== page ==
The Sago Palm, though it resembles a palm, is not a palm at all. A member of the cycad genus, these “living fossils” dominated the terrain during the Mesozoic era over 150 million years ago. Native to Japan’s southern most islands, the Sago Palm has shiny dark-green leaves with a rigid midrib and glossy leaflets that curl along the edge. The trunk is thick and shaggy, much like a palm tree. Miniature Sago Palms make an intriguing and elegant Bonsai, indoors or outdoors.
Where to place your Bonsai depends on what species of Bonsai tree you have. The Sago Palm can be placed in a sunny window indoors, or outdoors in partial shade protected from the wind. Three or more hours of sunlight a day is best. The Palm is extremely hardy and can survive in temperatures ranging from 15° F. to 110° F. with special care at the extremes of the range. Move your outdoor Palm inside in the fall before the first frost. In the spring, when night temperatures no longer drop below 50° F. return the Bonsai to its outdoor spot.
The Sago Palm grows slowly, making it a great Bonsai. It will add a set of new leaves every 1-2 years in some conditions and up to three sets a year in ideal conditions. New leaves grow all at once around the trunk. They remain tender for several weeks, during which time the tree should be treated gently and receive good light. If the light is not directly overhead, turn the tree about a quarter of the way around each day so new leaves will not lean in one direction. Once the leaves have had a chance to harden, this is not necessary.
The more sunlight and warmth your Bonsai receives, the more often it will need water. More Bonsai die due to improper watering than any other cause. Check your Bonsai daily by sticking your finger into the soil. In warm weather, water your Sago Palm as soon as the top half-inch of soil becomes dry. Generally, this is about once a week. Keep soil moist, not soggy. In the winter, when temperatures are cooler, the tree may only need to be watered every few weeks. When the topsoil feels dry, water thoroughly and deeply. An old Bonsai watering trick is to place the entire pot in a sink of water an inch or two deep. Let the water absorb from the holes in the bottom of the pot. An inexpensive moisture meter takes the guesswork out of watering. We sell them.
Leaves want humidity to keep them green and healthy. Any time your tree is inside, the air is very dry. Mist often during the day. Avoid putting your Bonsai near a draft or vent, which dries out the foliage. A humidity tray is a great way to increase humidity. These shallow trays filled with small stones have water in the bottom of the tray. Make sure the water does not reach the bottom of the Bonsai pot. As the water evaporates, it creates a moister environment.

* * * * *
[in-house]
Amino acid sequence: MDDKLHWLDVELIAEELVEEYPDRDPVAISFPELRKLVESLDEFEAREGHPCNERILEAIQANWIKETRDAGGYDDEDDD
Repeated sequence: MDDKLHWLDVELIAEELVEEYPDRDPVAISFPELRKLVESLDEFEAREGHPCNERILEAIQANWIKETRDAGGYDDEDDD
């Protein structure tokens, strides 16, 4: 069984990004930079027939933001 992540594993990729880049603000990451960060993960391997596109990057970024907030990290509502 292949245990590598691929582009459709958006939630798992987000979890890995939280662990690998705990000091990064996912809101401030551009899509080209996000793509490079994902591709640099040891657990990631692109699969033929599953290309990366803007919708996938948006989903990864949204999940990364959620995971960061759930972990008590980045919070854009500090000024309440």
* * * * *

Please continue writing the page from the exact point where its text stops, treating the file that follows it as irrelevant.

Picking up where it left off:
Fertilizing a Bonsai is essential to its health because nutrients in the soil are washed away with each watering. Fertilizer is like vitamins and minerals for a plant. Your Sago Palm can be fertilized 3-4 times per year. It is especially important to fertilize when new growth appears in the spring and, in late summer to bring your palm through cooler temperatures. Use an organic liquid fertilizer or a chemical fertilizer diluted to one half strength. Water your tree BEFORE fertilizing. DO NOT FERTILIZE A WEAK OR FRESHLY REPOTTED TREE! This will cause stress to the tree by burning the roots.
To keep a Bonsai miniature, it needs to be trimmed and pruned as new growth appears. Never remove all the new growth at one time. The Sago Palm grows very slowly so very little pruning is needed. Prune throughout the year by removing any yellow or brown leaves. Cut the leaf stalk near the Bonsai’s trunk or remove individual sections at the leaf’s midrib, preserving the remaining leaflets. Sit at eye level with your Bonsai tree and use Bonsai trimming shears. Your cuts should be smooth or slightly concave so the wound will heal quickly. If the cut surface is brown, add pruning paint to the surface.
Good wiring techniques are used to train Bonsai trees into different shapes and styles. The Sago Palm does not need training like some Bonsai. Regular pruning should be all that is needed to keep your Palm in shape.
A Bonsai should be repotted periodically to supply the plant with fresh soil. When the roots can be seen growing out the sides of the Bonsai container...it’s time. For most Bonsai this occurs every two years in early spring. The Sago Palm prefers well-drained, sandy soil that contains some organic matter. Do not fully enclose the roots in the soil. After repotting, water thoroughly. DO NOT FERTILIZE FOR 3-4 WEEKS.
Insects and Diseases:
Insects such as spider mites and scale are common Bonsai pests. Small moving pinpoints of red or brown on branch tips identify mites, severe infestations leave “spider webs on branch tips and yellow leaves all over the tree. Scale is identified by brown or black bumps on the branches. These bumps contain insects under a protective waxy shell. A very sticky secretion that discolors the branches may also be present.
You should inspect your tree several times a week to look for problems. These can be attacked with the use of insecticides and fungicides in the form of sprays, soapy rinses, or systemic poisons. Spraying your Bonsais once every month or two with a non-toxic insect spray should keep the tree clean and healthy. The plant should be treated or spraying in the morning or in the coolest part of the day to prevent leaf-burn. Soaps should be rinsed of the next day. DO NOT SPRAY WHEN SOIL IS DRY.